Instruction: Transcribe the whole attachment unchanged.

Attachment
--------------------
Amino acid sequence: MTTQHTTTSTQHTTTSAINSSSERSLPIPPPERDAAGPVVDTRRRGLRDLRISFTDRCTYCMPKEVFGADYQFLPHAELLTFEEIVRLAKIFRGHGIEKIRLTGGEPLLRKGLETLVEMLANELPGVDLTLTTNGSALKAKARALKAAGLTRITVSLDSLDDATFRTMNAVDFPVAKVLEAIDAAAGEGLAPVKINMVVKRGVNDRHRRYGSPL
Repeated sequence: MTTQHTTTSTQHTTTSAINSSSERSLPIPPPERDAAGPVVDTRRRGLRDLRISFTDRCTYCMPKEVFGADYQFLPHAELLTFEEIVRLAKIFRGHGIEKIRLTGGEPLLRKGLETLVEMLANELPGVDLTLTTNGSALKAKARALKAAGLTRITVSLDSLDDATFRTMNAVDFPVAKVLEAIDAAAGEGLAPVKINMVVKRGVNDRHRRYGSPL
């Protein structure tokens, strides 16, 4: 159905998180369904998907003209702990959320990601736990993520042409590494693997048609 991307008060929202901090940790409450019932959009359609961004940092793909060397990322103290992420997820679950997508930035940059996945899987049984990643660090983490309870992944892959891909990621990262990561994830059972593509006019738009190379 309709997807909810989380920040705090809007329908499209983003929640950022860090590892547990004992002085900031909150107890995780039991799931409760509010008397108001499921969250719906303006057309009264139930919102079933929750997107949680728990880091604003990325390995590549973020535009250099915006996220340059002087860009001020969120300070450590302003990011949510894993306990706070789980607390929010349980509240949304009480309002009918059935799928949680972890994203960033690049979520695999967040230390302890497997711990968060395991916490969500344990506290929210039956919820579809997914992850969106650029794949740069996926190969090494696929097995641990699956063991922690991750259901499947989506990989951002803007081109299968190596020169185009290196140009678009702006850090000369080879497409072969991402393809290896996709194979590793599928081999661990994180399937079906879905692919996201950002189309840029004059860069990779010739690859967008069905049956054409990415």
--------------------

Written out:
Amino acid sequence: MTTQHTTTSTQHTTTSAINSSSERSLPIPPPERDAAGPVVDTRRRGLRDLRISFTDRCTYCMPKEVFGADYQFLPHAELLTFEEIVRLAKIFRGHGIEKIRLTGGEPLLRKGLETLVEMLANELPGVDLTLTTNGSALKAKARALKAAGLTRITVSLDSLDDATFRTMNAVDFPVAKVLEAIDAAAGEGLAPVKINMVVKRGVNDRHRRYGSPL
Repeated sequence: MTTQHTTTSTQHTTTSAINSSSERSLPIPPPERDAAGPVVDTRRRGLRDLRISFTDRCTYCMPKEVFGADYQFLPHAELLTFEEIVRLAKIFRGHGIEKIRLTGGEPLLRKGLETLVEMLANELPGVDLTLTTNGSALKAKARALKAAGLTRITVSLDSLDDATFRTMNAVDFPVAKVLEAIDAAAGEGLAPVKINMVVKRGVNDRHRRYGSPL
């Protein structure tokens, strides 16, 4: 159905998180369904998907003209702990959320990601736990993520042409590494693997048609 991307008060929202901090940790409450019932959009359609961004940092793909060397990322103290992420997820679950997508930035940059996945899987049984990643660090983490309870992944892959891909990621990262990561994830059972593509006019738009190379 309709997807909810989380920040705090809007329908499209983003929640950022860090590892547990004992002085900031909150107890995780039991799931409760509010008397108001499921969250719906303006057309009264139930919102079933929750997107949680728990880091604003990325390995590549973020535009250099915006996220340059002087860009001020969120300070450590302003990011949510894993306990706070789980607390929010349980509240949304009480309002009918059935799928949680972890994203960033690049979520695999967040230390302890497997711990968060395991916490969500344990506290929210039956919820579809997914992850969106650029794949740069996926190969090494696929097995641990699956063991922690991750259901499947989506990989951002803007081109299968190596020169185009290196140009678009702006850090000369080879497409072969991402393809290896996709194979590793599928081999661990994180399937079906879905692919996201950002189309840029004059860069990779010739690859967008069905049956054409990415």